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Mary & the Brown Scapular, Reflection, Lent 2011, Prophet Elijah, Carmelite Spirituality, Pope and Carmelite, Prayer and Practices, Lent, Liturgical Calendar

LITURGICAL CALENDAR 2017 with Carmelite Feastdays

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The  calendar  is  based  upon  the  General  Roman  Calendar,  promulgated  by  Pope  Paul  VI  on February 14, 1969, subsequently amended by Pope John Paul II, and with the supplement of the Carmelite Feast-days. This calendar has been updated to reflect the names and titles of the various liturgical days in conformity with the Roman Missal.

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Liturgical Year A

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The liturgical year begins with First Sunday of Advent, which starts four Sundays before Christmas (December 25). In this Liturgical year, 2017, Circle A, the Church meditates on the Gospel of Matthew and uses it for most of Sunday readings  (St. Luke for Circle B and St. Mark for Circle C). St. John, who appears several times in the Liturgy of the Word of almost all three years, is offered in a special way during the time of the Lord's Passion.

The Way of the Cross with Carmelite Saints

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prepared by Carmelite Vocation and WebTeam

THE CARMELITE SAINTS in their prayers and reflections reveal a deep communion with the Passion of Jesus. In the light of Christ crucified they beheld the depths of the heart of God and discovered there as well the meaning of the human heart.

One of the most fruitful practices of Christian piety is known as The Way of the Cross (or Stations of the Cross), a devotion that in all probability dates back to the era of the first Christians.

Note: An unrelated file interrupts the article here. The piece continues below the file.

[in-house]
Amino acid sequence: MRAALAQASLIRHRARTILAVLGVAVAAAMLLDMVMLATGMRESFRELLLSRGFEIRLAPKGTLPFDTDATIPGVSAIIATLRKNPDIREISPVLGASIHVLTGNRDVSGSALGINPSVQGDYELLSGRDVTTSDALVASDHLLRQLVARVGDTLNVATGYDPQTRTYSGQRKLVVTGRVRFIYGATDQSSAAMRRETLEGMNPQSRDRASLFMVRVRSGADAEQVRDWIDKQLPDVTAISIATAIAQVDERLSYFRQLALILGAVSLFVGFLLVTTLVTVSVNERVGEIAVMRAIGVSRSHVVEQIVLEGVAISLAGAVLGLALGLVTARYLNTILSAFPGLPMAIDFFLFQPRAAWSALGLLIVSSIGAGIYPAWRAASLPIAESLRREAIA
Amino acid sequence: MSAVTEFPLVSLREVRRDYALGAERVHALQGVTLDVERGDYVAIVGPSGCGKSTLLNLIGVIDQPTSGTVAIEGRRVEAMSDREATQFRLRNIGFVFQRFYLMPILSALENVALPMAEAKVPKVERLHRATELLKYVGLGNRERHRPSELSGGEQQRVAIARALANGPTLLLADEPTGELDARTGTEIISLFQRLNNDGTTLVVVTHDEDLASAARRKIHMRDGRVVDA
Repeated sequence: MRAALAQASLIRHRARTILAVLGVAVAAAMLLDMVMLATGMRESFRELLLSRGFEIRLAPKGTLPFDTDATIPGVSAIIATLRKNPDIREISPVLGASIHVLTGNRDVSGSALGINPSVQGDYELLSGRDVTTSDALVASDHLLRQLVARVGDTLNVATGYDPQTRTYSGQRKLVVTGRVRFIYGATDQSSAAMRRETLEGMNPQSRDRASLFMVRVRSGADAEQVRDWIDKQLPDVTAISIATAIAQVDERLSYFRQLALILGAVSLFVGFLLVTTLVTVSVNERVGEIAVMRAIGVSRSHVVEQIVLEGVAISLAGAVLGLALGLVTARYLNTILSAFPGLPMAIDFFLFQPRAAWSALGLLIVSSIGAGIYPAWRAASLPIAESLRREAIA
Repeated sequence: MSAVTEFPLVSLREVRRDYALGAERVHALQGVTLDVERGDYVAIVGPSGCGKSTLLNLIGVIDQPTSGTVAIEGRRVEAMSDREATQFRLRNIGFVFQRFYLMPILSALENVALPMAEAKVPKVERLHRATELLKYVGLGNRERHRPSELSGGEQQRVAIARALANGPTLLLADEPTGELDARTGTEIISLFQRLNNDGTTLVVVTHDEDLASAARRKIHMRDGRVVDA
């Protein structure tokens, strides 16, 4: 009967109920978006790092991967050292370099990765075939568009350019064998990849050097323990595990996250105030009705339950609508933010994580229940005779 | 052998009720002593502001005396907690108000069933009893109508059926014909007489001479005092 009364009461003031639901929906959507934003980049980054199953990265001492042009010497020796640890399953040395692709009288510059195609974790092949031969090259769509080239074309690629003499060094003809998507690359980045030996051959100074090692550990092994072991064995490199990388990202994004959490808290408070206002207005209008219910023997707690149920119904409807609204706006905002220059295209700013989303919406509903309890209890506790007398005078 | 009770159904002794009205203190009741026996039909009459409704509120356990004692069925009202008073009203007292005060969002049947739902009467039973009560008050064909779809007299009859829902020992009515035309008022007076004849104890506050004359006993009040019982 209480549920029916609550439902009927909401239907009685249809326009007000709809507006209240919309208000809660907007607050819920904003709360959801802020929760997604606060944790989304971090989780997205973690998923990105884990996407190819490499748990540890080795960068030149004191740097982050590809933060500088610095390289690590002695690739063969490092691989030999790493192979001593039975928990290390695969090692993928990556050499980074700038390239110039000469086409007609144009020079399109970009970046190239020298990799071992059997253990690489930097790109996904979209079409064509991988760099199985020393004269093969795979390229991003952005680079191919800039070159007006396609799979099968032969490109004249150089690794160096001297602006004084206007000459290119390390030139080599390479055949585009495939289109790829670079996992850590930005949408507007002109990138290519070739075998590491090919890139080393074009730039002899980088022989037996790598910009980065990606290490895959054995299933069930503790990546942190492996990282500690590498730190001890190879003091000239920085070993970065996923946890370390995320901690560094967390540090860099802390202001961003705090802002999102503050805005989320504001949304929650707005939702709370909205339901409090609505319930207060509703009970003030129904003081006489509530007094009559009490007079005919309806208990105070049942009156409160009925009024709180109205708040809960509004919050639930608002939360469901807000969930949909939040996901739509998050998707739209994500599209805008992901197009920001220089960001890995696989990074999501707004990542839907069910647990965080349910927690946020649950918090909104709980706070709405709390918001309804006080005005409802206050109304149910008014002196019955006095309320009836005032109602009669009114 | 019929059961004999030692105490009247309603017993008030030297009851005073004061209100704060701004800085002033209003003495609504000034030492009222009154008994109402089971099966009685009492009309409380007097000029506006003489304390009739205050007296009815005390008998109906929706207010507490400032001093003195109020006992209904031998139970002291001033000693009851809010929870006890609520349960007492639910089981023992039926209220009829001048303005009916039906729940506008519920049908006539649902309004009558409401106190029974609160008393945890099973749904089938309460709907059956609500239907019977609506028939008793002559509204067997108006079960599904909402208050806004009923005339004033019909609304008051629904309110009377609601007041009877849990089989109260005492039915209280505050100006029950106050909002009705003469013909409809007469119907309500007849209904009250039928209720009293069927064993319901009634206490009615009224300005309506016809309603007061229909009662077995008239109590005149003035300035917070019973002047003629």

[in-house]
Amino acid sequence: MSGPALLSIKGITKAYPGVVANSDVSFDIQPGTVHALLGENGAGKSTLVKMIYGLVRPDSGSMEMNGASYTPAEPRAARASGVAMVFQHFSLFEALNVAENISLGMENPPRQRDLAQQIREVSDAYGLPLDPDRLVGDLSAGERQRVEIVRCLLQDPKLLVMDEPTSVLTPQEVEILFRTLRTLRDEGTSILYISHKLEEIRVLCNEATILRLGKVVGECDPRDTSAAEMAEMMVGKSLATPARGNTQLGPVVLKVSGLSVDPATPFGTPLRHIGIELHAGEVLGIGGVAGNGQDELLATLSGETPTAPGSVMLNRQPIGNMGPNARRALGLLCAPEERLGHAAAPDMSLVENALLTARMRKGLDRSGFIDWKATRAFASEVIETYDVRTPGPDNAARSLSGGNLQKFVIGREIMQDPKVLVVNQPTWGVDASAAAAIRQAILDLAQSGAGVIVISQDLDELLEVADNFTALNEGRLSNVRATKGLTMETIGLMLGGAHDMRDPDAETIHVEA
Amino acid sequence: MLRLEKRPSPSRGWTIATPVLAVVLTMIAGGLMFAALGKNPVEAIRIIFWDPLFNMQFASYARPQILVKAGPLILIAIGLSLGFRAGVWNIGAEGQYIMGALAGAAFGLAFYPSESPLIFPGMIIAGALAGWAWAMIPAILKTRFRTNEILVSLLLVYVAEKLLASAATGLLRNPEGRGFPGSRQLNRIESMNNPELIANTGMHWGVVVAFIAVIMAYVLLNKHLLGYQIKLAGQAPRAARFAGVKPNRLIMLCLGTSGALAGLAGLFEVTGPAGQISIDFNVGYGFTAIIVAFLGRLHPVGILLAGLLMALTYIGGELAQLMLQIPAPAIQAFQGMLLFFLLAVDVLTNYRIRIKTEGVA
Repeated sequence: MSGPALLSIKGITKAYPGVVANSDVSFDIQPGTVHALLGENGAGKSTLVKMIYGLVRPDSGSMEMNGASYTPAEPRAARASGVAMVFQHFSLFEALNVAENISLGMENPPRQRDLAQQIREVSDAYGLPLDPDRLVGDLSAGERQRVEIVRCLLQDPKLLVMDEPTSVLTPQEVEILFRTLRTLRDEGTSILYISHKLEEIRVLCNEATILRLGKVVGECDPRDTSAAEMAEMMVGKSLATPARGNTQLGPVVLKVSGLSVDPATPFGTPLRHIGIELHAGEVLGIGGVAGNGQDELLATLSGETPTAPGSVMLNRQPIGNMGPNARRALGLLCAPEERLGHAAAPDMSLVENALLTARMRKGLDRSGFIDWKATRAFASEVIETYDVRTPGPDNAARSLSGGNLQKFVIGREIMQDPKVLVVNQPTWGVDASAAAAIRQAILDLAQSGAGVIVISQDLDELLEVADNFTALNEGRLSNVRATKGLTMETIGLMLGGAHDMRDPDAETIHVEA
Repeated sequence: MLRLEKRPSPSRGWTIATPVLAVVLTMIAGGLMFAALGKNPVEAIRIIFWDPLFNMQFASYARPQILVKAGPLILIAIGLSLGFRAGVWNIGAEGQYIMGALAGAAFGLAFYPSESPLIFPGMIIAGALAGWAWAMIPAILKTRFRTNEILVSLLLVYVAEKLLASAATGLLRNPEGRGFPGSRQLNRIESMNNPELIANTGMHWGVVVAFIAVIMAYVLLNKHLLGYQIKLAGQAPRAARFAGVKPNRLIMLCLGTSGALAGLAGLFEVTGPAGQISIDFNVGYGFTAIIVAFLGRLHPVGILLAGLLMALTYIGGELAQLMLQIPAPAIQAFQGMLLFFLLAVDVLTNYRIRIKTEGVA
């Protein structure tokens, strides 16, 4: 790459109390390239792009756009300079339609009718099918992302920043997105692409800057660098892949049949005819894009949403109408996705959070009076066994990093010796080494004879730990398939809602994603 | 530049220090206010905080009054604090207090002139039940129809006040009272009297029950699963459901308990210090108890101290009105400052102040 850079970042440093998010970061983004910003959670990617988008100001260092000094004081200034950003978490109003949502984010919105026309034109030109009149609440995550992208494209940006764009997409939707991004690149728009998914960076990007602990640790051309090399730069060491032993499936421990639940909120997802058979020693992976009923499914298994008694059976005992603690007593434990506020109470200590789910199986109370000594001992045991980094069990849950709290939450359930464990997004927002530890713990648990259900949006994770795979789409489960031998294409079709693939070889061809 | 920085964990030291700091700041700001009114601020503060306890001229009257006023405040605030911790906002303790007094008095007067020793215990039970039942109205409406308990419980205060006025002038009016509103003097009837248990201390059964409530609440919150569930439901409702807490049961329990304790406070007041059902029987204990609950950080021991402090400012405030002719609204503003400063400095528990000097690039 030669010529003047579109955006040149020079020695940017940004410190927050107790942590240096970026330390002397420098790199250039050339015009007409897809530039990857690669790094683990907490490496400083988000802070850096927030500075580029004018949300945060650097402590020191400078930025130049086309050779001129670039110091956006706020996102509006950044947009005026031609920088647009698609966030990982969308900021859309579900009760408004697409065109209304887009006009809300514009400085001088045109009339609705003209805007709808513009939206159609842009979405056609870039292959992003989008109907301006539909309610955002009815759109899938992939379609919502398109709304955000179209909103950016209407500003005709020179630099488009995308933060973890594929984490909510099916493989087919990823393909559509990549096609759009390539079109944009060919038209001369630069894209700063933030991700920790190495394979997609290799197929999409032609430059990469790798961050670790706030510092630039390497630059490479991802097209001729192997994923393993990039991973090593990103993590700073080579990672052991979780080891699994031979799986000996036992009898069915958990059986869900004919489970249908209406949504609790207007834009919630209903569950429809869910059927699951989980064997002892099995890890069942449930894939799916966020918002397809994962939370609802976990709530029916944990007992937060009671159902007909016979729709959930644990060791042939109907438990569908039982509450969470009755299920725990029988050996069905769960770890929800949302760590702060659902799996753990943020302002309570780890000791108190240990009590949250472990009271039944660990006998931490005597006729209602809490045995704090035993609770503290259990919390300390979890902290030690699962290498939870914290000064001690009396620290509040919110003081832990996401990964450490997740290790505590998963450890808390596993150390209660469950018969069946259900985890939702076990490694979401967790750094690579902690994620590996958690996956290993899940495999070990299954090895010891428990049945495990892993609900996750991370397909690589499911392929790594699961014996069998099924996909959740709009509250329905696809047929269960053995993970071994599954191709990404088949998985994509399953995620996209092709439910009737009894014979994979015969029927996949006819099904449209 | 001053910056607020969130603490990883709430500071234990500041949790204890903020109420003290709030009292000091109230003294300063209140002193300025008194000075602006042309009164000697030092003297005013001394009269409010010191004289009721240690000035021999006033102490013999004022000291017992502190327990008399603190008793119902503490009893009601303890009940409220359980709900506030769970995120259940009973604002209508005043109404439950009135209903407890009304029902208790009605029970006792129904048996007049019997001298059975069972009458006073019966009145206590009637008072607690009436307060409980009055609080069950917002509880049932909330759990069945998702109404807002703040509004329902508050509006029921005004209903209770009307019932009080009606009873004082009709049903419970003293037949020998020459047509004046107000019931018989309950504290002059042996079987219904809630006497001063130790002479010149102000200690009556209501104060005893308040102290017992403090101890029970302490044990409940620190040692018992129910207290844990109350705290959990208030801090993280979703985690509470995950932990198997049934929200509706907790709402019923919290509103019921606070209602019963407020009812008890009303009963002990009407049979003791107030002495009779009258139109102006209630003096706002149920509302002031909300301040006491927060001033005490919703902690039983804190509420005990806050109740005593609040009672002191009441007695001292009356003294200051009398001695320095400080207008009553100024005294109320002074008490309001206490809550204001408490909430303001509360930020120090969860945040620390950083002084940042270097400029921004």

Lenten Meditation

Lent meditation

Monica Traynor, TOCarm.

It is St. John who tells us that Our Lady was present at the Crucifixion. (How she bore herself, what she said — if, indeed, she spoke at all, is not recorded. We are free, therefore, to meditate on what may have been her thoughts...
“My Son, my Son, hast Thou forsaken me?
Bone, blood and soul formed from out of me, Grew then in time with me to perfect Prime,
Now broken hangs, dishonoured and despised-
Long have I prepared for this, since aged Simeon spoke;
Often witnessed death, assisted those who died. But never, until this,

Why pray, today?

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Kilian Healy, O. Carm. Prior General

Something strange is happening in the Church today. We are told people are praying less. Time and again many young people, even in religious life and in our seminaries are asking the question: Why pray?

The Carmelite Marian Tradition: The Seventeenth Century

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Matthew Sprouffske, O. Carm.

Another great Carmelite Marian writer of the seventeenth century was Father Stephen of St. Francis Xavier, famed especially for his interest in Carmel’s Third Order. In his Exhortations Monastiques, a series of conferences touching on all things Carmelite, Father Stephen has left us a clear description of the relationship which must exist between Our Lady and the Carmelite.

Brothers of the Blessed Virgin Mary

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Charles Haggerty, O. Carm.

We often hear and read the title of the Carmelite Order. Here we wish to explain it and show its significance and appropri­ateness. But that we might best understand it, we will have to consider it according to the mind of the people of the Middle Ages. For it was during the Middle Ages that the Order was forced to defend not only its title, but its very existence.

Here's What People On Twitter Say They're Giving Up For Lent

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Sam Frizell

All over the world, people are giving up on things, like their New Year's Resolutions, failed relationships, and fixing the WiFi router.

But believe it or not, some people are actually giving things up as a form of religious penitence and holy atonement.

Pope Francis' Guide to Lent: What You Should Give Up This Year

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Christopher J. Hale

Christians around the world mark the beginning of Lent with the celebration of Ash Wednesday. This ancient day and season has a surprising modern appeal. Priests and pastors often tell you that outside of Christmas,

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As Carmelites We live our life of allegiance to Jesus Christ and to serve Him faithfully with a pure heart and a clear conscience through a commitment to seek the face of the living God (the contemplative dimension of life), through prayer, through fraternity, and through service (diakonia). These three fundamental elements of the charism are not distinct and unrelated values, but closely interwoven.

 



by Dr. Radut